It’s late Monday morning and suddenly the well-organized color-coded Google Calendar becomes meaningless. Anthony Jonathan Angel, a seven-year-old with a brain tumor and one of our newest patients, is on a respirator and isn’t doing well. If you had told me a few years ago that my 7-7 would entail expediting the production and delivery of a pair of children’s socks, I would’ve asked you which drugs you were on. And yet, here I find myself, on the phone with our manufacturer explaining the gravity of the situation and the urgency of my request.
And so, the process begins: one hundred forty-four needles knitting five different color threads to form a sock that will need to be washed, boarded, and shipped 550 miles from Mount Airy, North Carolina to Gainesville, Florida. Two days later, the socks are in the hands of Abigail Schirmer, a rising senior at the University of Florida and Resilience Patient Ambassador, and on the way to the hospital. Upon arrival, the socks meet the feet of that seven-year-old boy with a tumor pressing on his brainstem.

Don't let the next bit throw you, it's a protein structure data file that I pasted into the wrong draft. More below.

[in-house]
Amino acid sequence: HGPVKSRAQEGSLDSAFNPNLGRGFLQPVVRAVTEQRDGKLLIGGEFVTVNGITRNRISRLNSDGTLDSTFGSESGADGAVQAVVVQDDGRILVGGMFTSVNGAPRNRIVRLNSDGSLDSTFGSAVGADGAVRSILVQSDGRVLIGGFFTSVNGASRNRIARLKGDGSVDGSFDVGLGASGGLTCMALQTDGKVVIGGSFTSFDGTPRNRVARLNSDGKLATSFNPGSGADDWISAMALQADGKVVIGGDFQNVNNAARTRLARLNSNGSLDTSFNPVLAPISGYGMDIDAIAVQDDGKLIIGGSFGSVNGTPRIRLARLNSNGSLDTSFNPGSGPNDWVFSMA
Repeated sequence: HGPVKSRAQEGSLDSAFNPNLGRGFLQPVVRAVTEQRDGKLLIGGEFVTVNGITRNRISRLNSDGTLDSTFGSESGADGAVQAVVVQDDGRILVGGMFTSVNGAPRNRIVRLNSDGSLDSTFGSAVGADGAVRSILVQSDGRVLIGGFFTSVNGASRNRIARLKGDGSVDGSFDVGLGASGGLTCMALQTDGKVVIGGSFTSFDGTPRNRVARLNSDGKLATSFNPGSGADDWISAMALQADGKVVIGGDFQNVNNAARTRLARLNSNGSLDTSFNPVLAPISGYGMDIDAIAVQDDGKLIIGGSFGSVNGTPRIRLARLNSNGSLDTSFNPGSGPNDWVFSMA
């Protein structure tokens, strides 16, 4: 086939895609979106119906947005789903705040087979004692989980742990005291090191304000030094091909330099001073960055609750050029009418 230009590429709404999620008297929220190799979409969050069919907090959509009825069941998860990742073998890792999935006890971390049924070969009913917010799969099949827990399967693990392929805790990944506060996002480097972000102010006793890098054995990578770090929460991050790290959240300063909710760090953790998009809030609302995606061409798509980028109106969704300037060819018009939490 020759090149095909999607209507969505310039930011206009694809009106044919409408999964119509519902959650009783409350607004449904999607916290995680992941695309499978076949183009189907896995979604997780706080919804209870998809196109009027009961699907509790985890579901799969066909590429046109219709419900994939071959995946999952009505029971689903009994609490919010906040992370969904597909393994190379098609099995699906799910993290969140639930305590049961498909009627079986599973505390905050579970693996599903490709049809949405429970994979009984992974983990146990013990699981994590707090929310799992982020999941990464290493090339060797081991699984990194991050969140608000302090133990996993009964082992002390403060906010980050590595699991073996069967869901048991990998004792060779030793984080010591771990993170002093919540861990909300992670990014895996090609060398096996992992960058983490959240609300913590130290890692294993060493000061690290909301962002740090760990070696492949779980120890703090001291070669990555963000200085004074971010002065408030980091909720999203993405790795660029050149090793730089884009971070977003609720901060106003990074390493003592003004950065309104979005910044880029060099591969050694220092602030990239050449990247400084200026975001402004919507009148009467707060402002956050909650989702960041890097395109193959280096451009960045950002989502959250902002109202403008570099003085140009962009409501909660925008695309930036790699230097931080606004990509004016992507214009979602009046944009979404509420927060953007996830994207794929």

Sliding over Anthony’s pudgy toes, the socks provide warmth and embody the love exuberated by each family member sitting by his bedside. Anthony, now feeling a little better, is off his respirator and speaking for the first time in days, whispers a sweet “thank you” while mustering a meager thumbs-up.
Seven days later Anthony will leave us due to complications with that tumor. Sitting at my desk 1200 miles away surrounded by swarms of entrepreneurs fervently building the next generation of American business, I stop.
I stop to honor Anthony.
I stop to express gratitude.
Gratitude to be working 7-7 expediting sock production